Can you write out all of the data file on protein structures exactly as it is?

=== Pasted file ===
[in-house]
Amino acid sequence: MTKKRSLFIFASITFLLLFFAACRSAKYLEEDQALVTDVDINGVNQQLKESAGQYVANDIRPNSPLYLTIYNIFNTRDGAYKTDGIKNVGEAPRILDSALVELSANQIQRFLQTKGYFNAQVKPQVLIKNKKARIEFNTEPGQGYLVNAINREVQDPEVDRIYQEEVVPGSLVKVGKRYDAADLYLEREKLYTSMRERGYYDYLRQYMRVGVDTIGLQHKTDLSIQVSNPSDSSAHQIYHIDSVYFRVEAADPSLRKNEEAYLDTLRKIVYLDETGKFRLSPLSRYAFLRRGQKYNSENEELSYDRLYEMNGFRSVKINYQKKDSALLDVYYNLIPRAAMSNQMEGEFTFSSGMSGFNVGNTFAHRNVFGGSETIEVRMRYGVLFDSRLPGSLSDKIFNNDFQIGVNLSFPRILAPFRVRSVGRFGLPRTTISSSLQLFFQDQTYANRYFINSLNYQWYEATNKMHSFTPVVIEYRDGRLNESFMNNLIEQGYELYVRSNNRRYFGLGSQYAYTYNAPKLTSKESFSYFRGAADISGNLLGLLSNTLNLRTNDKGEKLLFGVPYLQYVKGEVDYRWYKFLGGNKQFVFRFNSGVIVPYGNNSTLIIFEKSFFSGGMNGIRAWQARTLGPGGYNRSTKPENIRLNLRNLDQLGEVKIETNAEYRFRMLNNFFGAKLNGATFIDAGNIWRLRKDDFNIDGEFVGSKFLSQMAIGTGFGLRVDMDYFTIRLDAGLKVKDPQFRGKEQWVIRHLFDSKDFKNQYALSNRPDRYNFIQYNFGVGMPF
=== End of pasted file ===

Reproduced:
[in-house]
Amino acid sequence: MTKKRSLFIFASITFLLLFFAACRSAKYLEEDQALVTDVDINGVNQQLKESAGQYVANDIRPNSPLYLTIYNIFNTRDGAYKTDGIKNVGEAPRILDSALVELSANQIQRFLQTKGYFNAQVKPQVLIKNKKARIEFNTEPGQGYLVNAINREVQDPEVDRIYQEEVVPGSLVKVGKRYDAADLYLEREKLYTSMRERGYYDYLRQYMRVGVDTIGLQHKTDLSIQVSNPSDSSAHQIYHIDSVYFRVEAADPSLRKNEEAYLDTLRKIVYLDETGKFRLSPLSRYAFLRRGQKYNSENEELSYDRLYEMNGFRSVKINYQKKDSALLDVYYNLIPRAAMSNQMEGEFTFSSGMSGFNVGNTFAHRNVFGGSETIEVRMRYGVLFDSRLPGSLSDKIFNNDFQIGVNLSFPRILAPFRVRSVGRFGLPRTTISSSLQLFFQDQTYANRYFINSLNYQWYEATNKMHSFTPVVIEYRDGRLNESFMNNLIEQGYELYVRSNNRRYFGLGSQYAYTYNAPKLTSKESFSYFRGAADISGNLLGLLSNTLNLRTNDKGEKLLFGVPYLQYVKGEVDYRWYKFLGGNKQFVFRFNSGVIVPYGNNSTLIIFEKSFFSGGMNGIRAWQARTLGPGGYNRSTKPENIRLNLRNLDQLGEVKIETNAEYRFRMLNNFFGAKLNGATFIDAGNIWRLRKDDFNIDGEFVGSKFLSQMAIGTGFGLRVDMDYFTIRLDAGLKVKDPQFRGKEQWVIRHLFDSKDFKNQYALSNRPDRYNFIQYNFGVGMPF